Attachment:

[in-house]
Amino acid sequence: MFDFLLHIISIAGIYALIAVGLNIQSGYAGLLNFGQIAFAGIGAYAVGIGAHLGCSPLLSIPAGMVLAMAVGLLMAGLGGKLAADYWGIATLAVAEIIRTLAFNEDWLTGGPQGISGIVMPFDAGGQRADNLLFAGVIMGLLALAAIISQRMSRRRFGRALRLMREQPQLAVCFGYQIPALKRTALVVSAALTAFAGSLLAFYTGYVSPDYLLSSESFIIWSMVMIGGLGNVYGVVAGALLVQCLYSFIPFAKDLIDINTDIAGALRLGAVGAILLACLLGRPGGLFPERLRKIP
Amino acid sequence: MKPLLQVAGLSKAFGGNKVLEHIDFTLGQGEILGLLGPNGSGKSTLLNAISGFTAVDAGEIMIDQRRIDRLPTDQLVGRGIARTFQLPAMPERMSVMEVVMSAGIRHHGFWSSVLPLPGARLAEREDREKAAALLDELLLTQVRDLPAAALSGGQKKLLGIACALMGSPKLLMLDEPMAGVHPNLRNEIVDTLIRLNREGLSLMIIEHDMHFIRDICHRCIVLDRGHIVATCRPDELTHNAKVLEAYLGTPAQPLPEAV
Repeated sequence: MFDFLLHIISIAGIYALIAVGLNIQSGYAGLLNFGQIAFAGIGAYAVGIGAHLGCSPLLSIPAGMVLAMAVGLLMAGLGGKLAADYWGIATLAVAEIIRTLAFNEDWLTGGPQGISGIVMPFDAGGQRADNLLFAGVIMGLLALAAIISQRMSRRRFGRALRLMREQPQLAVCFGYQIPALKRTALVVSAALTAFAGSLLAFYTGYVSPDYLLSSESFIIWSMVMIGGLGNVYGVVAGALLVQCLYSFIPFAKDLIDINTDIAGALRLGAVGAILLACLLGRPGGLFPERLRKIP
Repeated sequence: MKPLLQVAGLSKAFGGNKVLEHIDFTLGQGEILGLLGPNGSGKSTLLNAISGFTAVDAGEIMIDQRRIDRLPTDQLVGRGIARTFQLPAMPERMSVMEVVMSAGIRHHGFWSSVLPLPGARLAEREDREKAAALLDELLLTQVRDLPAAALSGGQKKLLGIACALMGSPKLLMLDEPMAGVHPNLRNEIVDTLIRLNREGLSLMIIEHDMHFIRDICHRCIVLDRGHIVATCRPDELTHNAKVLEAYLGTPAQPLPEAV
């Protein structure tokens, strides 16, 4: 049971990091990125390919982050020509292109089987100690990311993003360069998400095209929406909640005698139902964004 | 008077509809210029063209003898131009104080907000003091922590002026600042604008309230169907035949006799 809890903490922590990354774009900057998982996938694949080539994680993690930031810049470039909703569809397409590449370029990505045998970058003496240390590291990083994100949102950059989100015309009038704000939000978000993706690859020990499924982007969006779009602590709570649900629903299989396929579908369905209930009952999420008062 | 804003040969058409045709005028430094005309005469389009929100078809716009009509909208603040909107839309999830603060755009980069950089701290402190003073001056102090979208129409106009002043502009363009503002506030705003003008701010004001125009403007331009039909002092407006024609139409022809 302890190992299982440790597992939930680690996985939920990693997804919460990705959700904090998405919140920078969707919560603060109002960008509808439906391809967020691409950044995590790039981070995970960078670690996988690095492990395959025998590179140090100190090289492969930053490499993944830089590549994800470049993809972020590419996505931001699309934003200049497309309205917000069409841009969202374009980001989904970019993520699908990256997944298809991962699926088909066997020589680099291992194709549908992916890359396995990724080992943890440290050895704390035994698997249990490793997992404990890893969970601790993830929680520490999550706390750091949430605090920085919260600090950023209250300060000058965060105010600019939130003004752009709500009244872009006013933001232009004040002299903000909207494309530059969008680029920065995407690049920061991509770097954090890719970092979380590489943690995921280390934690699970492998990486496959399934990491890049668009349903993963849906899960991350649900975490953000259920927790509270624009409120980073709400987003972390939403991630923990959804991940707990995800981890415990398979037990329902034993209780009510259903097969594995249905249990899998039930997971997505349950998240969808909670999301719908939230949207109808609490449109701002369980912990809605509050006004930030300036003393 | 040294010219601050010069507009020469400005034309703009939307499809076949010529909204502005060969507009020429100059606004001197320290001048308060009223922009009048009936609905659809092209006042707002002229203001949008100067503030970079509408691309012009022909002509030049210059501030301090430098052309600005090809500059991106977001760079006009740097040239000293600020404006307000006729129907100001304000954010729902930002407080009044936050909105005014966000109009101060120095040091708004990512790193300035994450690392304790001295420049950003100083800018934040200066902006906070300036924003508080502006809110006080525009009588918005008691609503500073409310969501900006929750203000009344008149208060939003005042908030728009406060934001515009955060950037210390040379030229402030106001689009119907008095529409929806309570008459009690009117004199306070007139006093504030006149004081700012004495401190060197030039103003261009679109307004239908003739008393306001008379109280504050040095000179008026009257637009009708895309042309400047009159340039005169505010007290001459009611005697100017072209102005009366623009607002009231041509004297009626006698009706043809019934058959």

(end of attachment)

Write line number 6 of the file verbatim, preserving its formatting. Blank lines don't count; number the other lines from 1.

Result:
């Protein structure tokens, strides 16, 4: 049971990091990125390919982050020509292109089987100690990311993003360069998400095209929406909640005698139902964004 | 008077509809210029063209003898131009104080907000003091922590002026600042604008309230169907035949006799 809890903490922590990354774009900057998982996938694949080539994680993690930031810049470039909703569809397409590449370029990505045998970058003496240390590291990083994100949102950059989100015309009038704000939000978000993706690859020990499924982007969006779009602590709570649900629903299989396929579908369905209930009952999420008062 | 804003040969058409045709005028430094005309005469389009929100078809716009009509909208603040909107839309999830603060755009980069950089701290402190003073001056102090979208129409106009002043502009363009503002506030705003003008701010004001125009403007331009039909002092407006024609139409022809 302890190992299982440790597992939930680690996985939920990693997804919460990705959700904090998405919140920078969707919560603060109002960008509808439906391809967020691409950044995590790039981070995970960078670690996988690095492990395959025998590179140090100190090289492969930053490499993944830089590549994800470049993809972020590419996505931001699309934003200049497309309205917000069409841009969202374009980001989904970019993520699908990256997944298809991962699926088909066997020589680099291992194709549908992916890359396995990724080992943890440290050895704390035994698997249990490793997992404990890893969970601790993830929680520490999550706390750091949430605090920085919260600090950023209250300060000058965060105010600019939130003004752009709500009244872009006013933001232009004040002299903000909207494309530059969008680029920065995407690049920061991509770097954090890719970092979380590489943690995921280390934690699970492998990486496959399934990491890049668009349903993963849906899960991350649900975490953000259920927790509270624009409120980073709400987003972390939403991630923990959804991940707990995800981890415990398979037990329902034993209780009510259903097969594995249905249990899998039930997971997505349950998240969808909670999301719908939230949207109808609490449109701002369980912990809605509050006004930030300036003393 | 040294010219601050010069507009020469400005034309703009939307499809076949010529909204502005060969507009020429100059606004001197320290001048308060009223922009009048009936609905659809092209006042707002002229203001949008100067503030970079509408691309012009022909002509030049210059501030301090430098052309600005090809500059991106977001760079006009740097040239000293600020404006307000006729129907100001304000954010729902930002407080009044936050909105005014966000109009101060120095040091708004990512790193300035994450690392304790001295420049950003100083800018934040200066902006906070300036924003508080502006809110006080525009009588918005008691609503500073409310969501900006929750203000009344008149208060939003005042908030728009406060934001515009955060950037210390040379030229402030106001689009119907008095529409929806309570008459009690009117004199306070007139006093504030006149004081700012004495401190060197030039103003261009679109307004239908003739008393306001008379109280504050040095000179008026009257637009009708895309042309400047009159340039005169505010007290001459009611005697100017072209102005009366623009607002009231041509004297009626006698009706043809019934058959």